• [30] W. K. Huh, J. V. Falvo, L. C. Gerke, A. S. Carroll, R. W. Howson, J. S. Weissman, E. K. O’Shea, “Global analysis of protein localization in budding yeast,” Nature, vol. 425, pp. 686-691, 2003
  • [31] M. S. Scott, S. J. Calafell, D. Y. Thomas, M. T. Hallett, “Refining protein subcellular localization,” PLoS Computational Biology, vol 1, no 6 pp. 518-528, 2005
  • [32] M. Zhang, B. Liao, X. Zhou, Y. He, H. Hong, H. Lin, J. Chen, “Effects of hydrophilicity/hydrophobicity of membrane on membrane fouling in a submerged membrane bioreactor, ”Bioresource Technology, vol. 175, pp. 59–67, 2015.

In silico Characterization of Esophageal Cancer Predominant Genes

Year 2023, Volume: 27 Issue: 6, 1255 - 1264, 18.12.2023
https://doi.org/10.16984/saufenbilder.1274006

Abstract

Cancer is an important health problem nowadays. One of these problems is esophageal cancer (EC). The 7th most common cancer is EC worldwide. Rhomboid-related biomarkers play an important role in EC. Analysis of such biomarkers can yield important insights into the role of rhomboid 5 Homolog 2 (RHBDF2) in cancer pathology. The characterization of genes was made in silico tools such as STRING, SWISS-MODEL, UCSF Chimera ver 1.15, ProtParam, and GeneCards. The protein interactions string of the rhomboid 5 homologs 2 (RHBDF2) gene was obtained from STRING. Epidermal growth factor (EGF), and ADAM Metallopeptidase Domain 17 (ADAM17) genes were detected as related genes. Amino acid sequences of these genes were obtained from NCBI. Homology models, and Ramachandran graphic of RHBDF2, ADAM17, and EGF genes were created by the SWISS-MODEL database and UCSF Chimera ver 1.15 program. Physicochemical properties of RHBDF2, ADAM17, and EGF genes were calculated by the ProtParam database. Subcellular localizations were detected by the GeneCards server. As a result of this study, genomic and subcellular localization of RHBDF2, ADAM17, and EGF genes were obtained. Amino acid sequences, 3D-protein structures, and physicochemical properties were detected.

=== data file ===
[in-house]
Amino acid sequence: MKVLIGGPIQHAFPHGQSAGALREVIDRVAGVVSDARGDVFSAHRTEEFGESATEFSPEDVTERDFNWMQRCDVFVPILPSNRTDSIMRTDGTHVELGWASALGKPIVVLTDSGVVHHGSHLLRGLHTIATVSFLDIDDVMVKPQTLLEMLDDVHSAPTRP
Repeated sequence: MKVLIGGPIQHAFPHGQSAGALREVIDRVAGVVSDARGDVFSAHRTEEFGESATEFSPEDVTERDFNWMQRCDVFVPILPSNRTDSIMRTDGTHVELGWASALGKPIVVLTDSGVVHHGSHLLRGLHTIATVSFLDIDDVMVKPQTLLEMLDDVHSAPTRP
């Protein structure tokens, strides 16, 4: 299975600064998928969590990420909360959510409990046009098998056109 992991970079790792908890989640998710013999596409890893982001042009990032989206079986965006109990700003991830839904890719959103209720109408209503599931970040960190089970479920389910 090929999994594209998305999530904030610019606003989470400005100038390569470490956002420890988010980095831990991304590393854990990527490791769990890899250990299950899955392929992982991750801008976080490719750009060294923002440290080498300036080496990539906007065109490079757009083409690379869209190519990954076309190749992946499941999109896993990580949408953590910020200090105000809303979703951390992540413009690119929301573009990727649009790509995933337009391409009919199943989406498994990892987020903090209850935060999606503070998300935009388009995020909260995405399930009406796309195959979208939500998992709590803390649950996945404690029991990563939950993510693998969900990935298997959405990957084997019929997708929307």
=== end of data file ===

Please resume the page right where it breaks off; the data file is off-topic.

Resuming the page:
References

  • [1] M. Matejcic, M. I. Parker, “Gene-environment interactions in esophageal cancer,” Critical Reviews in Clinical Laboratory Sciences, vol 52, no. 5, pp. 211-31, 2015.
  • [2] D. E. Lin, M. R. Wang, H. P. Koeffler, “Genomic and Epigenomic Aberrations in Esophageal Squamous Cell Carcinoma and Implications for Patients,” Gastroenterology, vol. 154, no. 2, pp. 374-89, 2018.
  • [3] K. V. V. Kumar, R. Sagar, J. Mathew, “Squamous Cell Carcinoma: Esophagus,” IntechOpen, London: Daaboul H, 2020.
  • [4] K. E. Li, “Mortality and incidence trends from esophagus cancer in selected geographic areas of China Cira 1970-90,” International Journal of Cancer, vol. 102, no. 3, pp. 271-274, 2002.
  • [5] L. F. R. Pinto, A. M. T. Rossini, R. M. Albano, I. Felzenszwalb, C. V. M. Gallo, R. A. Nunes, “Mechanisms of esophageal cancer development in Brazilians,” Mutation Research, vol. 544, pp. 365-373, 2003.
  • [6] H. Z. Zhang, G. F. Jin, H. B. Shen, “Epidemiologic differences in esophageal cancer between Asian and Western populations,” Chinese Journal of Cancer, vol. 31, no. 6, pp. 281-286, 2012.
  • [7] X. Yang, X. Chen, M. Zhuang, Z. Yuan, S. Nie, M. Lu, W. Ye, “Smoking and alcohol drinking in relation to the risk of esophageal squamous cell carcinoma: A population-based case-control study in China,” Scientific Reports, vol. 7, no. 1, 2017.
  • [8] J. Lagergren, “Etiology and risk factors for oesophageal adenocarcinoma: possibilities for chemoprophylaxis? Best Practice,” Practice & Research Clinical Gastroenterology, vol. 20, no. 5, pp. 803-812, 2006.
  • [9] G. Nabi, H. Muhammad, S. N. Khan, A. A. Khan, “Etiological Factors of Esophageal Cancer,” The Journal of Toxicological Sciences, vol. 7, no. 3, pp. 188-197, 2015.
  • [10] T. Hiyama, M. Yoshihara, S. Tanaka, K. Chayama, “Genetic polymorphisms and esophageal cancer risk,” International Journal of Cancer, vol. 121, no. 8, pp. 1643-1658, 2007.
  • [11] M. Freeman, B. E. Kimmel, G. M. Rubin, “Identifying targets of the rough homeobox gene of Drosophila: evidence that rhomboid functions in eye development,” Development, vol. 116, pp. 335-346, 1992.
  • [12] G. A. McQuibban, S. Saurya, M. Freeman, “Mitochondrial membrane remodeling regulated by a conserved rhomboid protease,” Nature, vol. 423, pp. 537-541, 2003.
  • [13] T. Nakagawa, A. Guichard, C. P. Castro, Y. Xiao, M. Rizen, H. Z. Zhang, D. Hu, A. Bang, J. Helms, E. Bier, R. Derynck, “Characterization of a human rhomboid homolog, p100hRho/ RHBDF1, which interacts with TGF-α family ligands,” Developmental Dynamics, vol. 233, pp.1315–1331, 2005.
  • [14] H. Zou, S. M. Thomas, Z. W. Yan, J. R. Grandis, A. Vogt, L. Y. Li, “Human rhomboid family-1 gene RHBDF1 participates in GPCR-mediated transactivation of EGFR growth signals in head and neck squamous cancer cells,” FASEB Journal, vol 23, pp. 425- 432, 2009.
  • [15] R. A. Black, C. T. Rauch, C. J. Kozlosky, J. J. Peschon, J. L. Slack, M. F. Wolfson, B. J. Castner, K. L. Stocking, P. Reddy, S. Srinivasan, N. Nelson, N. Boiani, K. A. Schooley, M. Gerhart, R. Davis, J. N. Fitzner, R S. Johnson, R. J. Paxton,C. J. March, D. P. Cerretti, “A metalloproteinase disintegrin that releases tumour necrosis factor-alpha from cells,” Nature, vol. 385, pp. 729-733, 1997.